n 2008, Tracy and Kevin Carey began selling caps and t-shirts emblazoned with the phrase "Evil Empire" and demonic versions of the Yankees logo. The top hat was pierced by a pitchfork; the interlocking "NY" sported devil horns. The gear found a home in the Boston area, mostly in those second-rate stores that sell non-licensed merchandise. To reach a bigger audience, the Careys started a website.
"We had a good response in the Boston area, because of course Red Sox fans want to poke fun at the Yankees," says Tracy Carey. "But when we put it online, we were shocked to see how many Yankees fans were buying. They wear 'Evil Empire' as a badge of honor."
As they began to turn a profit, they checked to see if the phrase had been trademarked. It hadn't been. So the Careys (under their business Evil Enterprises Inc.) filed a trademark on the phrase "Baseball's Evil Empire."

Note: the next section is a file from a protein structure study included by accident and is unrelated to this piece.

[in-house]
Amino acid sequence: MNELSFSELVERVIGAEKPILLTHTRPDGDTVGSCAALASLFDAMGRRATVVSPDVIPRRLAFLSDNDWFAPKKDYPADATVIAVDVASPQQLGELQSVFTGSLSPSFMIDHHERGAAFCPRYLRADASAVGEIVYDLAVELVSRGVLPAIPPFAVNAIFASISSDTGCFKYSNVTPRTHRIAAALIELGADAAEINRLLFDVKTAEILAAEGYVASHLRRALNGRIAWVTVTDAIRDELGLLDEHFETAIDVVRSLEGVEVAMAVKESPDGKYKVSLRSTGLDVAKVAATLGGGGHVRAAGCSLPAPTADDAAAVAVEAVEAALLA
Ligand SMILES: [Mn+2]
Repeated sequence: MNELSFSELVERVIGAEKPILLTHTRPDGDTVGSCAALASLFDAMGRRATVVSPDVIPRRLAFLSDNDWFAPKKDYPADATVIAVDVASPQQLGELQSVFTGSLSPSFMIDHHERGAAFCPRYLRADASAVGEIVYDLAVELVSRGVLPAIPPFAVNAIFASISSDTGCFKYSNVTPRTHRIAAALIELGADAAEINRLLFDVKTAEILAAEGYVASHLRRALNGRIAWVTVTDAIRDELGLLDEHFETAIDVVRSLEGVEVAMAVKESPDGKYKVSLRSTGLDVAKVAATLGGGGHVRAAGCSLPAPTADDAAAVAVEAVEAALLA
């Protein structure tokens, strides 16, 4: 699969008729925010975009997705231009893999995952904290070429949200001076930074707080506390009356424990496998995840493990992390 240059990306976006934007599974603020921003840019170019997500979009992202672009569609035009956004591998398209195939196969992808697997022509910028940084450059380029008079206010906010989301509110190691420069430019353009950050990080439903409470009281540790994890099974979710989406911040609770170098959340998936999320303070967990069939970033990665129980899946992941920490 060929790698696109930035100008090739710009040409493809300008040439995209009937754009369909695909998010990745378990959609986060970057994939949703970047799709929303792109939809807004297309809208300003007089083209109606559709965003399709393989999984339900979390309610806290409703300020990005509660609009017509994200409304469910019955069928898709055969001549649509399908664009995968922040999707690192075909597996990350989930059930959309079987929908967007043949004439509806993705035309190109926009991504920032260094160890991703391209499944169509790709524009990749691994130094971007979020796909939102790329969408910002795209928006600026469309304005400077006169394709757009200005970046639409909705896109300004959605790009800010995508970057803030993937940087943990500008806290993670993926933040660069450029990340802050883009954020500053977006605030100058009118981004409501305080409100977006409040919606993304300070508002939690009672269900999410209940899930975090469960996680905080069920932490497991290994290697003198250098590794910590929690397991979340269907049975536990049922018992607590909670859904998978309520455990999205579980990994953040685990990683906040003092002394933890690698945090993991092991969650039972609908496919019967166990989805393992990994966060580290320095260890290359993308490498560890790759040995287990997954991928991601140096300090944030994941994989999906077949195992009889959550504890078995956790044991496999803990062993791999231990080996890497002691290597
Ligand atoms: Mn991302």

That was in May of 2009, and the Careys didn't hear a thing for six months. Then, the Yankees won the World Series. Two weeks after that, the Yankees and MLB filed a notice with the US Patent and Trademark Office, announcing their intention to fight the Careys. The Evil Empire had come to Bridgehampton.
The ubiquitous phrase almost never entered the public discourse. In 1982, Ronald Reagan was scheduled to speak before the British House of Commons. A nuclear freeze was the order of the day, with the Soviet Union and most of the international community favoring a mutual rollback of arms. Reagan's strategy was the opposite: he wanted the United States' arsenal to exceed the Soviets' by such a margin that it would cow them into submission.
Can a 20-year-old phrase that wasn't originally about the Yankees be counted among their intellectual property? And if it can, do we have to credit the Yankees with restraint for not trying to make a buck off of it for this long?
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